And that's kind of it, isn't it? The cons win on a strategic level because they act and change reality, while lefties can only claim tactical victories (ie, civil rights) because they insist on spending all their time coming up with good, correct propositions about reality. The conservatives learned Marx's maxim about changing the world, not studying it; the lefties didn't.

A leftist politics that is going to be able to compete with conservatives needs to be able to embrace the crisis, and the impossible, and it needs to be able to work upon the public imagination, the fantasies that bind us together. Conservatives have done this really well, and it's time to start learning from them.

*I'm fully aware that conservatives have plenty to complain about - gay marriage, etc. But the world is basically a place in which conservatives can be basically happy about the status quo, and all problems are merely hiccups that can be ironed out with enough prayer, guns or free enterprise. Unlike lefties, who think the status quo itself is rotten.


Jamie A. Grant said...

Fascinating idea. I wonder if leftist ideals like the solution to global warming will be fixed via crisis-mode. Or maybe the conservatives, like Harper, will complain about the leftist solutions until they eventually create a crisis and force through their own solution.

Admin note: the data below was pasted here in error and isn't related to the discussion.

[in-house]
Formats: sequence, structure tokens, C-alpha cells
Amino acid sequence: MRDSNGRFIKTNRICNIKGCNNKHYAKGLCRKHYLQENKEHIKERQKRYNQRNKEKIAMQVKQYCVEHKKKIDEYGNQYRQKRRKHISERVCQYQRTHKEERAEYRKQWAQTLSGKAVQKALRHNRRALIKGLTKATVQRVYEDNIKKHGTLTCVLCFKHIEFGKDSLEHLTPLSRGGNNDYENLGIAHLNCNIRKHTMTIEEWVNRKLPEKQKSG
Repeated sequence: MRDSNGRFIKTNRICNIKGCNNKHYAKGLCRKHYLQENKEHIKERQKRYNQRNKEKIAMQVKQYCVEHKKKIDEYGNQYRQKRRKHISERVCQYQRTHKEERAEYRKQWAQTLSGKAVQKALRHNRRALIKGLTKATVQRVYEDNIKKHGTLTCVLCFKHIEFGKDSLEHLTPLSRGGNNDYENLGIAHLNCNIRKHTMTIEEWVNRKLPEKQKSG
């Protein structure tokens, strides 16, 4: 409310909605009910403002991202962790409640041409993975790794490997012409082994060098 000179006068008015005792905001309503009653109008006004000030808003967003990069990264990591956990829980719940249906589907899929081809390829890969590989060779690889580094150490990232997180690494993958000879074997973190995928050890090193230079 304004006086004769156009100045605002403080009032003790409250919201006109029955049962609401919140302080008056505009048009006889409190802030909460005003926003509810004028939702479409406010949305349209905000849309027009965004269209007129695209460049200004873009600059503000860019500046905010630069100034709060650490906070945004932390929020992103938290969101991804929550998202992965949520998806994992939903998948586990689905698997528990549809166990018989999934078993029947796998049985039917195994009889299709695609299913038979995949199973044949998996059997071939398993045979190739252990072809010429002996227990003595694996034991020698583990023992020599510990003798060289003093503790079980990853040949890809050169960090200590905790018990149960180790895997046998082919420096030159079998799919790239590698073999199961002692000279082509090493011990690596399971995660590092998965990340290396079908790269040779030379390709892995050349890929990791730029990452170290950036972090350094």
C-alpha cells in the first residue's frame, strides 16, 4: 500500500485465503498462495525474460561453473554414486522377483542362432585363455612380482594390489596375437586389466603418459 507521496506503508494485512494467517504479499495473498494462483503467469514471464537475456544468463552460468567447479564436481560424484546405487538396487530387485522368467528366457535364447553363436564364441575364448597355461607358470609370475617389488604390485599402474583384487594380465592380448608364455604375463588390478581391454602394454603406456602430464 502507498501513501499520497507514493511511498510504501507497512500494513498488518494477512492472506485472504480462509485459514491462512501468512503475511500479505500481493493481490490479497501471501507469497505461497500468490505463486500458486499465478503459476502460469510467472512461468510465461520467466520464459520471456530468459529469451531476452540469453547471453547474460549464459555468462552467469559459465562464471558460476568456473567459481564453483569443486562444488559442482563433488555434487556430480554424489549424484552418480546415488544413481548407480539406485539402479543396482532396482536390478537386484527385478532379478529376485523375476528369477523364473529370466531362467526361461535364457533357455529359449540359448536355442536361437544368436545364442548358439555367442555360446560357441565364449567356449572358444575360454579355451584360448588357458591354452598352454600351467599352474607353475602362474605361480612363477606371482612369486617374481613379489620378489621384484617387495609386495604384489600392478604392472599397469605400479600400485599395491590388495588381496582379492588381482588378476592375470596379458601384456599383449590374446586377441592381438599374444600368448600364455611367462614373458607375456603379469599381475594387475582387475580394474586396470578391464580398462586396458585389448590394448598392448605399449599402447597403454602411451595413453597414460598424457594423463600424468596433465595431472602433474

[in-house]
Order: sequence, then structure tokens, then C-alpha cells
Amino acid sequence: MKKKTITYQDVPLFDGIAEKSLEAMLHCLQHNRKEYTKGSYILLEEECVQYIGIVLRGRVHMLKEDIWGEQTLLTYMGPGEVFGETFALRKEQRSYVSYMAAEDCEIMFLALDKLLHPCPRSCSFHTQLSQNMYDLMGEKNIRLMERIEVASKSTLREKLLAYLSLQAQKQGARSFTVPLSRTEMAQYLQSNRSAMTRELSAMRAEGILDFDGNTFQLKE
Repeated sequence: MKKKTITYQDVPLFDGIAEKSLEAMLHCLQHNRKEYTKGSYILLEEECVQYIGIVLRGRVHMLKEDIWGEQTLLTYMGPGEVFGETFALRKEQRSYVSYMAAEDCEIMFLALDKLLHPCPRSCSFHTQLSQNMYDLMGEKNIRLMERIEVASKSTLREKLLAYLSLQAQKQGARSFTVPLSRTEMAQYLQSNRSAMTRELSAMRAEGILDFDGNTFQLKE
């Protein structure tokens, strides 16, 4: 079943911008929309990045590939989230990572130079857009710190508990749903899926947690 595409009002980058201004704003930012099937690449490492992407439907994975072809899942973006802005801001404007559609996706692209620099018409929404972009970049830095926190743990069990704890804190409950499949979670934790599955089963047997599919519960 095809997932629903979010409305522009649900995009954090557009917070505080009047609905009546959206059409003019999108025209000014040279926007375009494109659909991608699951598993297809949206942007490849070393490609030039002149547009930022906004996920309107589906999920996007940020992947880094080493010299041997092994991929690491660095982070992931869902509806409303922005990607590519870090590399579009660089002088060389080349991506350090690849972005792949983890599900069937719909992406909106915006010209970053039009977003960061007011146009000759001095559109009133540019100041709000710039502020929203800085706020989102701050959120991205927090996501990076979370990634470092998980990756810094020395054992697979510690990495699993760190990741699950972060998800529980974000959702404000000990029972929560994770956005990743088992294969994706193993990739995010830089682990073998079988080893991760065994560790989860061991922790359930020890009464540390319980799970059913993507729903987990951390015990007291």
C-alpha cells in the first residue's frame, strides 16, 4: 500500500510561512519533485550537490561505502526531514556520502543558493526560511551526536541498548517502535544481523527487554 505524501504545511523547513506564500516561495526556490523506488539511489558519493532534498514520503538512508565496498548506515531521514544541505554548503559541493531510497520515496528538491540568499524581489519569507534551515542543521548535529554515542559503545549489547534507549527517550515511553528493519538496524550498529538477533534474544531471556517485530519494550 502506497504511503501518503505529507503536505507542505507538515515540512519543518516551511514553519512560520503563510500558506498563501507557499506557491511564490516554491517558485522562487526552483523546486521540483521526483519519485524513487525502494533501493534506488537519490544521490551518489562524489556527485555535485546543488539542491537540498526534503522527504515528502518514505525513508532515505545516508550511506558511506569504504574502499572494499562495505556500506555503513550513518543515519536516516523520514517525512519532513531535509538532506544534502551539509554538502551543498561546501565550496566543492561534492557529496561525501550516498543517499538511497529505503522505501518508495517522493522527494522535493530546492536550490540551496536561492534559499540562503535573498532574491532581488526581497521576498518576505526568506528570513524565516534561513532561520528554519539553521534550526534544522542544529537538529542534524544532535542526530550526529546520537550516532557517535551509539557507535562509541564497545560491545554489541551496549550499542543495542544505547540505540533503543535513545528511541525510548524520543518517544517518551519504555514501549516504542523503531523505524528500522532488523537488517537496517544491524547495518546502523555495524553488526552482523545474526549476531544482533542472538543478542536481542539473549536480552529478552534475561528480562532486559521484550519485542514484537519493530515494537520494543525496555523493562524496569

That Bush-admin quote was awesome, too.

Jamie A. Grant said...
This comment has been removed by the author.
Mike said...

Yeah, the global warming thing might end up being an example of this. I have no idea, though. The warming is happening, but are humans causing it? I don't know.

dan said...

Yo' mama's so fat, she's causing global warming!

Maximos said...

Nice post. I'd add, which I don't believe Klein does, though I've not yet sat down with her book for a spell, that this exploitation of crisis, even the creation of crises which are subsequently exploited, is merely the extension of the founding moment of capitalism into the present - the present of established, but expanding, capitalism. Capitalism begins with the confluence of modern banking practices and modern attitudes toward trade, but really only takes off with the primitive accumulation of the commons, the Church lands, the smallholdings of the peasantry, and so forth. The shock doctrine is merely the recapitulation of, the sacrament of, this founding.

That I can say this as a conservative (you know me from What's Wrong With the World), and as one who, moreover, execrates this reality, makes me an outlier among outliers. But there it is.

Mike said...

Sure, I can acknowledge that. It seems like such growing pains is necessary for any kind of change.

One lesson to be taken from this is that suffering is not necessarily a bad thing. Sometimes the ends do retroactively justify the excreble means.

Maximos said...

Well, being a reactionary fellow, I'm never going to affirm that execrable means can be sanctified by the nobility of the ends - especially in these cases, since I think the ends themselves execrable!

However, with regard to the question of suffering, sometimes doing the right thing in the right way engenders suffering of some sort, and those are the growing pains that must be endured. Then, it is a question of what, who, and whom. I'd not mind watching hedge-fund managers, a few CEOs, and others of the same ilk squirm, because it would be the right thing to do.